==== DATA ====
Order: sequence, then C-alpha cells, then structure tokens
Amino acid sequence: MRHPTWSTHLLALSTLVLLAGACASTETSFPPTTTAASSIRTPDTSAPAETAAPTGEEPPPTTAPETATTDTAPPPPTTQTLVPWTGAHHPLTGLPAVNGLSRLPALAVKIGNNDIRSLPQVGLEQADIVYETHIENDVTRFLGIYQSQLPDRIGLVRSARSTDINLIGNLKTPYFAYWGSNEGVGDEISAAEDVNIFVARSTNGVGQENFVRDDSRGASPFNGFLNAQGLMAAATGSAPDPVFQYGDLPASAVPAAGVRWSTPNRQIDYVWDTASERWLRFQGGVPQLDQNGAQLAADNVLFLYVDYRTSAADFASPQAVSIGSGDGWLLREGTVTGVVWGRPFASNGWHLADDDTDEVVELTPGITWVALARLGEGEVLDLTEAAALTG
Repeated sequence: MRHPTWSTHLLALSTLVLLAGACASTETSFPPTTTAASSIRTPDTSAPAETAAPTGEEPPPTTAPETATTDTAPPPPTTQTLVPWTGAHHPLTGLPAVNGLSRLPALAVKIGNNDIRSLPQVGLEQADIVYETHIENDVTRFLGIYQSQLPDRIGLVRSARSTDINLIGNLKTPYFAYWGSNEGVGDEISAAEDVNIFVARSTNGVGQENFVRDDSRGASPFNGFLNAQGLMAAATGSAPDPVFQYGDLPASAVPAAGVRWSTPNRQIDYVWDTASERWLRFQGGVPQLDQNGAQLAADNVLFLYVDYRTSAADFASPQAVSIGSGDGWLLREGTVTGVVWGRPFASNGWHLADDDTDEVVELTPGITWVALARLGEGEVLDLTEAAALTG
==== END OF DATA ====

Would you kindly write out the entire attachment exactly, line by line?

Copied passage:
Order: sequence, then C-alpha cells, then structure tokens
Amino acid sequence: MRHPTWSTHLLALSTLVLLAGACASTETSFPPTTTAASSIRTPDTSAPAETAAPTGEEPPPTTAPETATTDTAPPPPTTQTLVPWTGAHHPLTGLPAVNGLSRLPALAVKIGNNDIRSLPQVGLEQADIVYETHIENDVTRFLGIYQSQLPDRIGLVRSARSTDINLIGNLKTPYFAYWGSNEGVGDEISAAEDVNIFVARSTNGVGQENFVRDDSRGASPFNGFLNAQGLMAAATGSAPDPVFQYGDLPASAVPAAGVRWSTPNRQIDYVWDTASERWLRFQGGVPQLDQNGAQLAADNVLFLYVDYRTSAADFASPQAVSIGSGDGWLLREGTVTGVVWGRPFASNGWHLADDDTDEVVELTPGITWVALARLGEGEVLDLTEAAALTG
Repeated sequence: MRHPTWSTHLLALSTLVLLAGACASTETSFPPTTTAASSIRTPDTSAPAETAAPTGEEPPPTTAPETATTDTAPPPPTTQTLVPWTGAHHPLTGLPAVNGLSRLPALAVKIGNNDIRSLPQVGLEQADIVYETHIENDVTRFLGIYQSQLPDRIGLVRSARSTDINLIGNLKTPYFAYWGSNEGVGDEISAAEDVNIFVARSTNGVGQENFVRDDSRGASPFNGFLNAQGLMAAATGSAPDPVFQYGDLPASAVPAAGVRWSTPNRQIDYVWDTASERWLRFQGGVPQLDQNGAQLAADNVLFLYVDYRTSAADFASPQAVSIGSGDGWLLREGTVTGVVWGRPFASNGWHLADDDTDEVVELTPGITWVALARLGEGEVLDLTEAAALTG